Travellers need a tool to plan better trip itineraries because lack of organization can be costly, unsafe, and disappointing.
Trip planning contains several moving pieces: booking flights, finding accommodations, choosing itineraries, managing finances and more. Currently, our priority is to tackle itinerary planning, and move toward being the one stop shop for travel planning, rolling out features that solve pain points that surface during our ongoing customer discovery. In 2015, Expedia explained that consumers visit 38 sites on average before booking, and this is just for flights and accommodations - imagine activities! Travel is complicated to book, and consumers have so many choices. This can create emotional pain points for users, as they may spend hours building the perfect itinerary, which can create feelings of stress and anxiety, and reduce the pleasure associated with planning a trip. In fact, 64% of survey respondents agreed that they dread the travel planning process, and “virtually-exploring” the area prior to visiting.
This problem becomes more complex when group trips are considered. This is because there are several budgets to manage, several opinions in play, and several expectations to please. Additionally, if the average traveller visits 38 websites before booking, we can assume groups at least double the amount when planning trips. Successful group trips require strong organization, transparency and communication - a gap that we aim to solve with the shared itinerary planning.
Currently, there are apps like Travefy and Splitwise whose purpose is to assist travellers with their trip organization, however these apps are geared towards travel professionals, or focus on other pain points like managing the budget and splitting expenses.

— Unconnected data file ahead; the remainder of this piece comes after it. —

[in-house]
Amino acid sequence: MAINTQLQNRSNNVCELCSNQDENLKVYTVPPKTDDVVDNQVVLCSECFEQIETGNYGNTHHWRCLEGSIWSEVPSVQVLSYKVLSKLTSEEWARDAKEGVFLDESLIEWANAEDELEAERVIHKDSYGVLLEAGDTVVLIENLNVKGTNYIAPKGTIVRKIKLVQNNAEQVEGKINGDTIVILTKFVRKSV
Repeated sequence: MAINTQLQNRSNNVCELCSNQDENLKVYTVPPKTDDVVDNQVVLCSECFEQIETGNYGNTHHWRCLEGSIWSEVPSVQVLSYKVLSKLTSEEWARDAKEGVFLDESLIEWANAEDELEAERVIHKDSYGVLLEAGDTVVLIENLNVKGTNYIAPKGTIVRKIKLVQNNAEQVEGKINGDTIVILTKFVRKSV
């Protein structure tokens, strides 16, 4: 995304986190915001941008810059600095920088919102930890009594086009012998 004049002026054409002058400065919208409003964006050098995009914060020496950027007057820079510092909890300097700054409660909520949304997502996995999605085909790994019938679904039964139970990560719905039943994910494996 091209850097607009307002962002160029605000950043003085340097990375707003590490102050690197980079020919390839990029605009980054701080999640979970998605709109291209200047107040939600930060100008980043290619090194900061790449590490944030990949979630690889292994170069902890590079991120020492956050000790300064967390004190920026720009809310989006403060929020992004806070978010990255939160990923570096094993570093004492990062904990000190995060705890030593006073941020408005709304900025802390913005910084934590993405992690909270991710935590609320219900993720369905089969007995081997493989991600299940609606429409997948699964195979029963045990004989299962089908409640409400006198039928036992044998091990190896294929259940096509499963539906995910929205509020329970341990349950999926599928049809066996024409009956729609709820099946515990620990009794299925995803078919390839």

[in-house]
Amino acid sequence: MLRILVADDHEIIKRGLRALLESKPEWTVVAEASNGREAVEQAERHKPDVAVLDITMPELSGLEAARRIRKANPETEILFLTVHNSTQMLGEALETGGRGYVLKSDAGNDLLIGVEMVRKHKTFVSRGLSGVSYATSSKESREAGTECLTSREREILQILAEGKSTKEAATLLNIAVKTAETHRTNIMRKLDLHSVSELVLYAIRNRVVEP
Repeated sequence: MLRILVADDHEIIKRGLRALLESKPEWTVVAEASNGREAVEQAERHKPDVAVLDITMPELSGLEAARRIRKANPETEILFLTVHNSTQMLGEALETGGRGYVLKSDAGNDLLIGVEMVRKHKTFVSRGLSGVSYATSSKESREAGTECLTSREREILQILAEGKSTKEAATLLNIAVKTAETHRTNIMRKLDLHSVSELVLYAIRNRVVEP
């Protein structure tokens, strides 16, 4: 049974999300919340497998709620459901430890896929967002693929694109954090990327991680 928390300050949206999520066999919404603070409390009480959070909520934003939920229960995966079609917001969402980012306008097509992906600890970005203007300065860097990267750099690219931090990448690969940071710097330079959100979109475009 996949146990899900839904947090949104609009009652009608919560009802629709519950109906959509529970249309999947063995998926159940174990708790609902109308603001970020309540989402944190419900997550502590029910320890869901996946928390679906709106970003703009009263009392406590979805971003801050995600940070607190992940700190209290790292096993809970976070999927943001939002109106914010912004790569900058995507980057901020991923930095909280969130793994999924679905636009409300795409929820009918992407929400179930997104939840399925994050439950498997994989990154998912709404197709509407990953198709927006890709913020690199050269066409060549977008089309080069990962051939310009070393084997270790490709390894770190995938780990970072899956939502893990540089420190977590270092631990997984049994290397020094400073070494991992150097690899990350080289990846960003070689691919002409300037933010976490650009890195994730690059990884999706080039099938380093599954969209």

We conducted 3 user interviews and received over 30 survey responses.
To best understand the user need, we conducted a survey and user interviews, where we learned more about users travel planning needs. Through our information collection, we found the following common pain points.
Our research highlighted several pain points of users, validating that individuals would benefit from improved processes in regards to travel planning. Our research results gave us the opportunity to evaluate which step would be the most feasible for us to improve, given our time, resources and knowledge.
The major pain point we’d like to mitigate is to select an appropriate itinerary for a solo or group trip, given considerations of budget, nature of stay, and duration.
So, the job-to-be-done with our solution should directly address organization for trip planning. This could lead to integrations of other solutions down the line, for the other pain points that we’ve uncovered.
ExploreEasy makes the travel planning process smoother for users, as it is a convenient tool that generates itinerary ideas based on a handful of inputs (duration, location and group size) for users to vote amongst, and leads them directly to the activities website, reviews and booking methods. As users continue to vote on activities and build the itinerary, they will be awarded with a badge of completion, giving them satisfaction in being organized!
Each itinerary suggestion will show the same high-level details at a glance: # of reviews and rating out of 5, price point, and distance from the user's accommodation location.
If there’s no voting consensus, users will be prompted to review other itinerary ideas, or not book anything. If there’s no consensus, points towards badges will not be accumulated, incentivizing users to collaborate and come to a solution.
This solution will help ease several pain points.
The next steps are to review the technical capabilities of the team, and ensure the goal of the Product can be successfully achieved. This includes the following examples:
I plan to continue building this project, lead our engineers and developers in creating a viable MVP and moving toward solving even more of the travel planning pain points we’ve learned from. The current standard for trip and travel planning is very disjointed, highlighting that there is room for major improvement.
As a product manager, we are taught to create a simple solution to the problem that has been discovered. Although I have several interesting ideas, I need to be more mindful of the resources that are available, along with my team’s capabilities, ensuring our resources are being leveraged properly.
I have done a good job of searching for information to support the core problem, and identifying the jobs-to-be-done for the users.